# A Cute Identity.

Recently, while doing some computations, I stumbled about a very interesting identity, which I do not want to withhold from you all:

Theorem.

Let be a field and such that for all . Then

It is very easy to prove it by induction:

Proof.

For , the left-hand side equals

which equals the right-hand side for . Hence, the statement is true for . Now assume that it holds for . Then

Yet, I have no idea what this identity should tell me. The left-hand side looks so complicated, there is no indication it should simplify to something like the right-hand side. This identity miraculously appeared when I computed the Gram-Schmidt orthogonalization of the linearly independent system , , where and is the standard orthonormal base of . It turns out that one can explicitly describe the Gram-Schmidt orthogonalization, namely it is with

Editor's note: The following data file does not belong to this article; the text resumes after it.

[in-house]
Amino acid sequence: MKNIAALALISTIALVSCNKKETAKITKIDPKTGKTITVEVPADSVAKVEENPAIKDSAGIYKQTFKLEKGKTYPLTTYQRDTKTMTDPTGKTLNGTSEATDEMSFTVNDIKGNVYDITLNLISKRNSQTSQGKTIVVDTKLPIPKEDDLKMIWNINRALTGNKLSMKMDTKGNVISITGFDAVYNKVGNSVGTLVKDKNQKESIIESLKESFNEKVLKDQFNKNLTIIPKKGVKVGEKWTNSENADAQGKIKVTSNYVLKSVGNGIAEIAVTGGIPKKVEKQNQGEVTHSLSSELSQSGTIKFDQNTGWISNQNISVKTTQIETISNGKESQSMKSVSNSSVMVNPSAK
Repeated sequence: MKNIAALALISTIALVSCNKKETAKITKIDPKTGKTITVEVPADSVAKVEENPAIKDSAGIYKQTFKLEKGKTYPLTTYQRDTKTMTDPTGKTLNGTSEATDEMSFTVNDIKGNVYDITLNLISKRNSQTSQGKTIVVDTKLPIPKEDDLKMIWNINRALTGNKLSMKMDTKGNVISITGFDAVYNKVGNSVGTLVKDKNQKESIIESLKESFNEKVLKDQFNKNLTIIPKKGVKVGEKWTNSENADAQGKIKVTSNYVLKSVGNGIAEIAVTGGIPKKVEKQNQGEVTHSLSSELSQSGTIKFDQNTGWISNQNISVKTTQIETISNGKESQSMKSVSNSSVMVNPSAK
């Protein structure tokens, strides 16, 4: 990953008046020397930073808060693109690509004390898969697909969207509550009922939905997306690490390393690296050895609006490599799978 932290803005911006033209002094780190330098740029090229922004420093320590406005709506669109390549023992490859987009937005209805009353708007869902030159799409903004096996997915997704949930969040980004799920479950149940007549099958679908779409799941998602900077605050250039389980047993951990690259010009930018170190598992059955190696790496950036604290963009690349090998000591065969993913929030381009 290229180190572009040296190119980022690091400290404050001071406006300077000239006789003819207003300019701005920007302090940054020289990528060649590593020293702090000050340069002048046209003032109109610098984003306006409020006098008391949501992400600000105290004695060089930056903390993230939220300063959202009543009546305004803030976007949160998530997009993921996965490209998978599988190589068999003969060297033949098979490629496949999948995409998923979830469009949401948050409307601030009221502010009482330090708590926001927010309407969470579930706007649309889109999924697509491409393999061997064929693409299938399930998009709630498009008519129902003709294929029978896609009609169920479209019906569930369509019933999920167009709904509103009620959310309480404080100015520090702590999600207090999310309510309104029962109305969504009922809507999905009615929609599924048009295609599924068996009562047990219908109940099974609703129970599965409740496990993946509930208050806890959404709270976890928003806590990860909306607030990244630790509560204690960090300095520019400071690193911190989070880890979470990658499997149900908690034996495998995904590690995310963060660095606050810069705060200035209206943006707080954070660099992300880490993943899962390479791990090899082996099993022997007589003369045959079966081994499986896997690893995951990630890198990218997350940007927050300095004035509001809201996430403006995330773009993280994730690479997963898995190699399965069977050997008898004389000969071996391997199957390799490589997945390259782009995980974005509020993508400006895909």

and the squared norm of is given by

This one can also easily show by induction, using the above identity; it appears two times with . Note that the system already appeared once in this blog, namely when I tried to find the closest vector in its span to ; this was done in this post.

In case you have seen this identity before, let me know. I'm really curious if it has been used somewhere else.

wrote on May 3, 2013:

Hey Felix,

If you write and , then the RHS becomes

and you have it. Something slightly more insightful? You tell me :-)

G.

wrote on May 3, 2013:

Hi Gerard,

yes, that indeed looks much better :-) I wonder why I overlooked that...

Thanks a lot!

Best, Felix